Building BalenaOS for Rockchip 3328 / NanoPi Neo3

Hi Michael, I suspect that it’s the boot partition that is too small now. The “Image” the error refers to is probably the kernel image, which by the name seems not to be compressed.
As a workaround try increasing the RESIN_BOOT_SIZE in your local.conf. It’s set in meta-balena/image_types_resin.bbclass at bfbc7cbb6a455a27a833d99bcb243c0a6e663c11 · balena-os/meta-balena · GitHub to 40M, let’s try to double it see what happens.


As before, if this works we will have to go back to it and fix it properly by analyzing the size of the files that are going into the boot partition.

Hi Alex,

As regards to a larger RESIN_BOOT_SIZE, no dice, still the same error, with and without setting the other Size and Maxsize parameters.

Copying files into the device: __populate_fs: Could not allocate block in ext2 filesystem while writing file "Image"
mkfs.ext4: Could not allocate block in ext2 filesystem while populating file system
Deleted: sha256:e25e84397823c824d1823092d9c5b1b32326572d299c32dd4ce7bb2bd130d6c1
Deleted: sha256:b39ac24be79db4c4188f6498a176d79d9e8d37f6c82a0d03e81b801265aa87ae
Deleted: sha256:3c1c6f550ee188271fd448b2ad4830902d60994b86ae25727ebe1db432560670
WARNING: exit code 1 from a shell command.

Further, I’ve broken it in a novel way. I spent some time reviewing the recent livestream that you guys recommended on building BalenaOS, and the most notable piece was that my recipes-core/images/resin-image.bbappend had previously contained almost nothing based on what I could get out of the docs, just:

IMAGE_FSTYPES_nanopi-neo3 = "resinos-img"


To this I’ve added, based on what I could garner from other repositories and an attempt at removing these size and allocation errors:


    rk3328-nanopi-r2-rev00.dtb:/dtb/rk3328-nanopi-r2-rev00.dtb \

(I recognize that this needs references to at least u-boot in here as well, but some of my previous u-boot issues resulted in this dtb not being built - I’m going to dive back into this and see if I can figure out why in the meantime).

At any rate, the good news is this was perhaps the source of the warning about resin-image-initramfs. I am still failing though, in do_rootfs:

Install resin-boot in the rootfs...
'/home/ubuntu/development/yocto/balena-nanopineo3/build/tmp/work/nanopi_neo3-poky-linux/resin-image/1.0-r0/resin-boot' -> '/home/ubuntu/development/yocto/balena-nanopineo3/build/tmp/work/nanopi_neo3-poky-linux/resin-image/1.0-r0/rootfs/r>
'/home/ubuntu/development/yocto/balena-nanopineo3/build/tmp/work/nanopi_neo3-poky-linux/resin-image/1.0-r0/resin-boot/Image' -> '/home/ubuntu/development/yocto/balena-nanopineo3/build/tmp/work/nanopi_neo3-poky-linux/resin-image/1.0-r0/ro>
'/home/ubuntu/development/yocto/balena-nanopineo3/build/tmp/work/nanopi_neo3-poky-linux/resin-image/1.0-r0/resin-boot/dtb' -> '/home/ubuntu/development/yocto/balena-nanopineo3/build/tmp/work/nanopi_neo3-poky-linux/resin-image/1.0-r0/root>
'/home/ubuntu/development/yocto/balena-nanopineo3/build/tmp/work/nanopi_neo3-poky-linux/resin-image/1.0-r0/resin-boot/dtb/rk3328-nanopi-r2-rev00.dtb' -> '/home/ubuntu/development/yocto/balena-nanopineo3/build/tmp/work/nanopi_neo3-poky-li>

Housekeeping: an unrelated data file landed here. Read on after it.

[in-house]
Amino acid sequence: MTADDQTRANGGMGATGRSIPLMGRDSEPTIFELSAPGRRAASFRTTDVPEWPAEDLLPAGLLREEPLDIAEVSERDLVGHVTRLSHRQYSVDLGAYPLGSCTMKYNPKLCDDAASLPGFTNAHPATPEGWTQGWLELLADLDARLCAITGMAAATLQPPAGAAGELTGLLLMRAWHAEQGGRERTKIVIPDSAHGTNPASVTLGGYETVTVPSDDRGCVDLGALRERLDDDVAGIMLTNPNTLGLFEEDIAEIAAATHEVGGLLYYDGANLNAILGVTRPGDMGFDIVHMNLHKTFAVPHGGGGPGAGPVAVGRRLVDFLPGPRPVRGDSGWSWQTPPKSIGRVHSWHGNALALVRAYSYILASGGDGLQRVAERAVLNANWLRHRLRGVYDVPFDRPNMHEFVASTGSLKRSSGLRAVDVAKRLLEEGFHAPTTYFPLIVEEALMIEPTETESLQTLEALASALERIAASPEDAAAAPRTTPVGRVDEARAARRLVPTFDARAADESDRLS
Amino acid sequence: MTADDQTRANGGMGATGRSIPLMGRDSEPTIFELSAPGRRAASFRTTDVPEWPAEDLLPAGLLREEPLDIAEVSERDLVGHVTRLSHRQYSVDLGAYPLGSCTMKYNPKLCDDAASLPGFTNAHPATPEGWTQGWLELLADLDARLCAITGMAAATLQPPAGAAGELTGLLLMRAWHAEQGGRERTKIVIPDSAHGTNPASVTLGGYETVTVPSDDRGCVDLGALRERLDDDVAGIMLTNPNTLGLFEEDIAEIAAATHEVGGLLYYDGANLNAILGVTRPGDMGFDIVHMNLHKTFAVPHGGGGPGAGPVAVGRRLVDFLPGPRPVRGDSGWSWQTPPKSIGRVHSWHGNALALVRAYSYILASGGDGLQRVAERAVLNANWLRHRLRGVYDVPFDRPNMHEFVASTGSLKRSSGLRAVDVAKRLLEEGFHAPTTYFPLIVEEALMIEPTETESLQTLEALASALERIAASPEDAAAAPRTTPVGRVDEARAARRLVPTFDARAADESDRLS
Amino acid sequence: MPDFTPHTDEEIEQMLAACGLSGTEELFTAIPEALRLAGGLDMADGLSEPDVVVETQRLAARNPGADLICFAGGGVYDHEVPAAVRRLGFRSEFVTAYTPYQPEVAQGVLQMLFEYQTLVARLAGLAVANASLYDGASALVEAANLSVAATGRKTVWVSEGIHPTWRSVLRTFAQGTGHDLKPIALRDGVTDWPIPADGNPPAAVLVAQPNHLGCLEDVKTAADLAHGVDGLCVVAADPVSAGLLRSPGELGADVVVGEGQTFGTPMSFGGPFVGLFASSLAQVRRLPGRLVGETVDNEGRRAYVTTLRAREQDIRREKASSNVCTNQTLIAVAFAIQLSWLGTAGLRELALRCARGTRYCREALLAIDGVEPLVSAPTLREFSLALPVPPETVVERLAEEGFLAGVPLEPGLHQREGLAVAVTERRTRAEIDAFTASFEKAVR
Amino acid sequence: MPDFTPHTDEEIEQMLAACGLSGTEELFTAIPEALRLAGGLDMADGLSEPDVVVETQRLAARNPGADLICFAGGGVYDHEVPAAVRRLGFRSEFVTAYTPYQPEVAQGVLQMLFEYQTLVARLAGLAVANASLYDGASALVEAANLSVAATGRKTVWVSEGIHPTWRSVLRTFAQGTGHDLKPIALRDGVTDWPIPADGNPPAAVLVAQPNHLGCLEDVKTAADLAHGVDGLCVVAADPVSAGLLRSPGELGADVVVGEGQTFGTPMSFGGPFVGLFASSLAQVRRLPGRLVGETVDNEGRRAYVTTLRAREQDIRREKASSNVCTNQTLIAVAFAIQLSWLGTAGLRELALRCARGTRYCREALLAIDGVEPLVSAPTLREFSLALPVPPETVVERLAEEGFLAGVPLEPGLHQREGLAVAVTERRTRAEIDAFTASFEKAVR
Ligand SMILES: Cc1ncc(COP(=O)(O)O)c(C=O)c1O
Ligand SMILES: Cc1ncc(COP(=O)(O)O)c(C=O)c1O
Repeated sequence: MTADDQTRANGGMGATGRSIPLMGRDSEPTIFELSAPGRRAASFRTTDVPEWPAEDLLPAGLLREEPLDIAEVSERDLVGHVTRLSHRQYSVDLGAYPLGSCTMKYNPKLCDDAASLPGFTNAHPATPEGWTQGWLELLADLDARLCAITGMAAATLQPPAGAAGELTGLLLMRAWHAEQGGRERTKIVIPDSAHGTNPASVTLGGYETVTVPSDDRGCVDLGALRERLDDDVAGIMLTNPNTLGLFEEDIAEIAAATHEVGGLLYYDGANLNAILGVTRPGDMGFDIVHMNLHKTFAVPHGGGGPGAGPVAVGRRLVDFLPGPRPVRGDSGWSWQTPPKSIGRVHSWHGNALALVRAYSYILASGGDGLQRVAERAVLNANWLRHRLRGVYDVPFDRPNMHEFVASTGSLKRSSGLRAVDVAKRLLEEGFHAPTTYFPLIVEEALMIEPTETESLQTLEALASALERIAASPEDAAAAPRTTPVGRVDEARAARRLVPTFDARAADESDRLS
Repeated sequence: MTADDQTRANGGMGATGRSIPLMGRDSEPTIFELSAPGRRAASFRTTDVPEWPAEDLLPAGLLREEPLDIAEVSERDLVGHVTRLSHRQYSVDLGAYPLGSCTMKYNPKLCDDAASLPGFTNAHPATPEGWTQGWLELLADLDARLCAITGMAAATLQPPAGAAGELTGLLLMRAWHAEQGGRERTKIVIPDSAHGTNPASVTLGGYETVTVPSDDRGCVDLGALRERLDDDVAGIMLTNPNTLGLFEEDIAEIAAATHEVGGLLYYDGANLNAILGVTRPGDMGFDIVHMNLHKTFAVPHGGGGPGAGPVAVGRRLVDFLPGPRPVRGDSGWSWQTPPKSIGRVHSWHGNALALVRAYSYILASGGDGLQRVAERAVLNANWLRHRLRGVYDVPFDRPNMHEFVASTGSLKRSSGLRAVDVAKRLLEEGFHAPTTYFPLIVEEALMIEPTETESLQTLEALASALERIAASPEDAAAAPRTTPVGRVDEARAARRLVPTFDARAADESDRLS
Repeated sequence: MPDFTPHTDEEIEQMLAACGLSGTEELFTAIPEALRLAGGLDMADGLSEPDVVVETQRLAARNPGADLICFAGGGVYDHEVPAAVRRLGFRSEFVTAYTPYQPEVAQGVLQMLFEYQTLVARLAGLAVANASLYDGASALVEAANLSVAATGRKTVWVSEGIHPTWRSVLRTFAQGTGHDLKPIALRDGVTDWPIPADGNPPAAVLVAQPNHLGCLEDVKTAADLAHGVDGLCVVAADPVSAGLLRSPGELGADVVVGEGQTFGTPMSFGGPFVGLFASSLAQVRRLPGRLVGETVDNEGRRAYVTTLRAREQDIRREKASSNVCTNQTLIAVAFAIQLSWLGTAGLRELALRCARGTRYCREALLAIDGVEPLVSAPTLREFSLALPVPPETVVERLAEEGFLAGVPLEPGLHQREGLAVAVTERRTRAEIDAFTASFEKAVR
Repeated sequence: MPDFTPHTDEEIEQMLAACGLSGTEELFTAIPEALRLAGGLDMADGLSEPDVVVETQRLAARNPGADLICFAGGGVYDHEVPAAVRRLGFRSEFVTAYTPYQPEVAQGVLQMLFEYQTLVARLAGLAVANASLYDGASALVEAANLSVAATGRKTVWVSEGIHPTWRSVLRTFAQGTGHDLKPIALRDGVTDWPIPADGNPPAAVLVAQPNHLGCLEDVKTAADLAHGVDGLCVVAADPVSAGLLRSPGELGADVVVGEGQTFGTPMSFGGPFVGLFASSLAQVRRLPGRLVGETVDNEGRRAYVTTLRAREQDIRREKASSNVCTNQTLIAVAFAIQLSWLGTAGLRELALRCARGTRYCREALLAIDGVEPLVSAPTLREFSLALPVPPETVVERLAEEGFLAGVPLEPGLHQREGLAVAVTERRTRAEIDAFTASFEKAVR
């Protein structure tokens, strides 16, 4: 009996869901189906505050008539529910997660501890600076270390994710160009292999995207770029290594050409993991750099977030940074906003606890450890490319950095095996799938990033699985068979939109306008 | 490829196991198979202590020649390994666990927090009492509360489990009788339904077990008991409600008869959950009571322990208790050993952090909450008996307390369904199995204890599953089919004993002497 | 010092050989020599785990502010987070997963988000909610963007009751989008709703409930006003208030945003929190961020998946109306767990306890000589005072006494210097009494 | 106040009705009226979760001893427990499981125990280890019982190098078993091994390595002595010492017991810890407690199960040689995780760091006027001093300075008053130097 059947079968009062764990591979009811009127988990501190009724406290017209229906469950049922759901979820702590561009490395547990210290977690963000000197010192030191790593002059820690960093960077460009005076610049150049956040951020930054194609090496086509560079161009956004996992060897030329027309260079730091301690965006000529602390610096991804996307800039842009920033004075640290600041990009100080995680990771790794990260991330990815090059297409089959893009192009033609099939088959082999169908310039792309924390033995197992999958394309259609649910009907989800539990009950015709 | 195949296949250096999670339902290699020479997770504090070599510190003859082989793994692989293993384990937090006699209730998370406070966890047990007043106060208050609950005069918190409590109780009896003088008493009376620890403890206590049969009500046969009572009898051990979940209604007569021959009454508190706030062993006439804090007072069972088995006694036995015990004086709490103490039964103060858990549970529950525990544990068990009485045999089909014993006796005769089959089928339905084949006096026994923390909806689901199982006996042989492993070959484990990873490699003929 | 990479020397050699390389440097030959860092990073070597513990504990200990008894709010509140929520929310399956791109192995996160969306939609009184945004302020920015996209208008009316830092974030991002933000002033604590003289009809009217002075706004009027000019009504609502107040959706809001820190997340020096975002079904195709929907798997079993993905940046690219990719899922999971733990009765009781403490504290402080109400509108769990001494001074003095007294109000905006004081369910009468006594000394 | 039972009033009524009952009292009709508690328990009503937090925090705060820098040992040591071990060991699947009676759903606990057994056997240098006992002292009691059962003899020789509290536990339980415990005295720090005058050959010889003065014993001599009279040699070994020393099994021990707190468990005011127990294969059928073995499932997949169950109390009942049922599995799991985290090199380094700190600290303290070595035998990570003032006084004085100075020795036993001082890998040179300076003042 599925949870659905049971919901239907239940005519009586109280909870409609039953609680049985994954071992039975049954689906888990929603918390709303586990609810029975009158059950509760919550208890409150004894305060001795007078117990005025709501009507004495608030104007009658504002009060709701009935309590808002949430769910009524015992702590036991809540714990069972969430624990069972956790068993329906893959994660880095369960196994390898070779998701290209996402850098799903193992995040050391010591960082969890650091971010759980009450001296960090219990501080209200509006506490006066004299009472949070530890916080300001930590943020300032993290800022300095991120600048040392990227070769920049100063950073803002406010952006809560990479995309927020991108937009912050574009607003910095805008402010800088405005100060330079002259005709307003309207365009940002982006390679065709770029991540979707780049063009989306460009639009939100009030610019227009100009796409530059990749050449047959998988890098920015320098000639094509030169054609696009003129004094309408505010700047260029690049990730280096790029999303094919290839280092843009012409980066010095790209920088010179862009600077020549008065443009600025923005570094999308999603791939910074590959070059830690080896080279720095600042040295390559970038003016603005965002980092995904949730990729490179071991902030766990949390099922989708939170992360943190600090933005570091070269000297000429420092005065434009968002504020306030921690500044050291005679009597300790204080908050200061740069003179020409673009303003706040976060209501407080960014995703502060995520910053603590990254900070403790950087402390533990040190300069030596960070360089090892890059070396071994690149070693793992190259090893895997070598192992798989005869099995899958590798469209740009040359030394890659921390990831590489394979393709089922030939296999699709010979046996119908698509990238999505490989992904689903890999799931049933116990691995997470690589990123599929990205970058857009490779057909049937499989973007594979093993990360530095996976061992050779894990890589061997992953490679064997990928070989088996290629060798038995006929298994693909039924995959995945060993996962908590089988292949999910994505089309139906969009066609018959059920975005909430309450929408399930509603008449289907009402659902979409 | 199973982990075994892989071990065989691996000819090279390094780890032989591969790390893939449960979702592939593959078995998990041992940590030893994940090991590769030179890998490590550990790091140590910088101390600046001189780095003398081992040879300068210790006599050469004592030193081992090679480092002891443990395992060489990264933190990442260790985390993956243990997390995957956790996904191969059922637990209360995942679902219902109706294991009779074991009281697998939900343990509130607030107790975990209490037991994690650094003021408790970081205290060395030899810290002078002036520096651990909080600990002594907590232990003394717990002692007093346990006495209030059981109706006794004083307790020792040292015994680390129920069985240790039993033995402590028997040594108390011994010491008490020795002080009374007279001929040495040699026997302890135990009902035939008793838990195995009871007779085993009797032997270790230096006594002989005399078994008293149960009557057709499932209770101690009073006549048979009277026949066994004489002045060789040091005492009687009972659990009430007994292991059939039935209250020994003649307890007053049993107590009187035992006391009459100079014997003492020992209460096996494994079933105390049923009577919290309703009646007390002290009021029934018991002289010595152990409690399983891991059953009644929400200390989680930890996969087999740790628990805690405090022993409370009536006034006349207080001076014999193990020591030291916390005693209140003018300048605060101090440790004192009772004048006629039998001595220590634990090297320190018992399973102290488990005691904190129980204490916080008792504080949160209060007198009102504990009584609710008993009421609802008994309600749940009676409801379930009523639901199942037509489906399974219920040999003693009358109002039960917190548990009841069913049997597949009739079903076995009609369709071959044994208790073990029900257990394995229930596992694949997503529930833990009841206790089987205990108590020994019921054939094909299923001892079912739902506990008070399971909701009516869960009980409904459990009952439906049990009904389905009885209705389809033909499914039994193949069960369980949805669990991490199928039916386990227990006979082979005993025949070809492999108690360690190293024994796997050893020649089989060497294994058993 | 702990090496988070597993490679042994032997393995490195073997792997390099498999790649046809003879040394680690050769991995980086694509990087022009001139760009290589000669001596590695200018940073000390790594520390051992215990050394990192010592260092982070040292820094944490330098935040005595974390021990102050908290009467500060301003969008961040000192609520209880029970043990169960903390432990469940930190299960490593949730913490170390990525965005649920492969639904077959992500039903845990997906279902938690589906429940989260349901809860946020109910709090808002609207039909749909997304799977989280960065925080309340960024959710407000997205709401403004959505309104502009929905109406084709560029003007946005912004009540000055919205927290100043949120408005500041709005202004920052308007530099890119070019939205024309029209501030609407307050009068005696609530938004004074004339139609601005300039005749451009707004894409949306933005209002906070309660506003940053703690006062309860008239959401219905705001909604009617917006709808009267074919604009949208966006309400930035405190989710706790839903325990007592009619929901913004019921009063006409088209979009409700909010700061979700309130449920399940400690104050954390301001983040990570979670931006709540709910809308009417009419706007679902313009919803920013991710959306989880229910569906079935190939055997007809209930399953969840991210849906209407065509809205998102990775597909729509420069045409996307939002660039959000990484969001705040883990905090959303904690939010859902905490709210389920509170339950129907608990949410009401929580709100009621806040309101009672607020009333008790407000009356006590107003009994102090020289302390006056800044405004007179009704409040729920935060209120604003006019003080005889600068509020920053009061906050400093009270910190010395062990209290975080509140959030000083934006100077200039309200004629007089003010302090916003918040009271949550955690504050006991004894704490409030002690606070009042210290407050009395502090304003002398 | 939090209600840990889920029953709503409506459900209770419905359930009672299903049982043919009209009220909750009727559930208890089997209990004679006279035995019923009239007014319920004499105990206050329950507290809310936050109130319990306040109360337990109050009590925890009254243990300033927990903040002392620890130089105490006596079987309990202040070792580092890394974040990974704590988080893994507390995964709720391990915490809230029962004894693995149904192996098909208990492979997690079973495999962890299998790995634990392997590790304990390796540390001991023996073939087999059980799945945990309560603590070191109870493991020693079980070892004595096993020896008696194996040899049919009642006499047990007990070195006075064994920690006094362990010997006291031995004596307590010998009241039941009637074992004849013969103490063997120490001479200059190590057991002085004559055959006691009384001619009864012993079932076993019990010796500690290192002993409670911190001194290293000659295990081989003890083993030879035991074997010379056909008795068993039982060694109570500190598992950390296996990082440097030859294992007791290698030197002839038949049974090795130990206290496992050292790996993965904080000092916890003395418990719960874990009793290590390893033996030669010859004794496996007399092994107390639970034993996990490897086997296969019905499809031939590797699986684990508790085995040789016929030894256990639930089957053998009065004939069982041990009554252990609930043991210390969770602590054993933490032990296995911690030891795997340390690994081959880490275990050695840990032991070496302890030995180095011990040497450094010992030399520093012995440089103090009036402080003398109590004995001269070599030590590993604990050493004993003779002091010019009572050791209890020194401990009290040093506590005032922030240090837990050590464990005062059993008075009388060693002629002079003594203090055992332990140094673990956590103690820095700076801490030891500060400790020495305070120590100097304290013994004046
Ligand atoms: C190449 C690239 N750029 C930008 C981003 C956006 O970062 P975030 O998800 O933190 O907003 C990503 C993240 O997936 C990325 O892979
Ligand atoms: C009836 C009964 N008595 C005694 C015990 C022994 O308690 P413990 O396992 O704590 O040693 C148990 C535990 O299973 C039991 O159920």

'/home/ubuntu/development/yocto/balena-nanopineo3/build/tmp/work/nanopi_neo3-poky-linux/resin-image/1.0-r0/resin-boot/splash' -> '/home/ubuntu/development/yocto/balena-nanopineo3/build/tmp/work/nanopi_neo3-poky-linux/resin-image/1.0-r0/r>
'/home/ubuntu/development/yocto/balena-nanopineo3/build/tmp/work/nanopi_neo3-poky-linux/resin-image/1.0-r0/resin-boot/splash/balena-logo.png' -> '/home/ubuntu/development/yocto/balena-nanopineo3/build/tmp/work/nanopi_neo3-poky-linux/resi>
'/home/ubuntu/development/yocto/balena-nanopineo3/build/tmp/work/nanopi_neo3-poky-linux/resin-image/1.0-r0/resin-boot/os-release' -> '/home/ubuntu/development/yocto/balena-nanopineo3/build/tmp/work/nanopi_neo3-poky-linux/resin-image/1.0->
'/home/ubuntu/development/yocto/balena-nanopineo3/build/tmp/work/nanopi_neo3-poky-linux/resin-image/1.0-r0/resin-boot/device-type.json' -> '/home/ubuntu/development/yocto/balena-nanopineo3/build/tmp/work/nanopi_neo3-poky-linux/resin-imag>
'/home/ubuntu/development/yocto/balena-nanopineo3/build/tmp/work/nanopi_neo3-poky-linux/resin-image/1.0-r0/resin-boot/system-connections' -> '/home/ubuntu/development/yocto/balena-nanopineo3/build/tmp/work/nanopi_neo3-poky-linux/resin-im>
'/home/ubuntu/development/yocto/balena-nanopineo3/build/tmp/work/nanopi_neo3-poky-linux/resin-image/1.0-r0/resin-boot/system-connections/resin-sample.ignore' -> '/home/ubuntu/development/yocto/balena-nanopineo3/build/tmp/work/nanopi_neo3>
'/home/ubuntu/development/yocto/balena-nanopineo3/build/tmp/work/nanopi_neo3-poky-linux/resin-image/1.0-r0/resin-boot/system-connections/README.ignore' -> '/home/ubuntu/development/yocto/balena-nanopineo3/build/tmp/work/nanopi_neo3-poky->
'/home/ubuntu/development/yocto/balena-nanopineo3/build/tmp/work/nanopi_neo3-poky-linux/resin-image/1.0-r0/resin-boot/resin-image' -> '/home/ubuntu/development/yocto/balena-nanopineo3/build/tmp/work/nanopi_neo3-poky-linux/resin-image/1.0>
'/home/ubuntu/development/yocto/balena-nanopineo3/build/tmp/work/nanopi_neo3-poky-linux/resin-image/1.0-r0/resin-boot/image-version-info' -> '/home/ubuntu/development/yocto/balena-nanopineo3/build/tmp/work/nanopi_neo3-poky-linux/resin-im>
'/home/ubuntu/development/yocto/balena-nanopineo3/build/tmp/work/nanopi_neo3-poky-linux/resin-image/1.0-r0/resin-boot/config.json' -> '/home/ubuntu/development/yocto/balena-nanopineo3/build/tmp/work/nanopi_neo3-poky-linux/resin-image/1.0>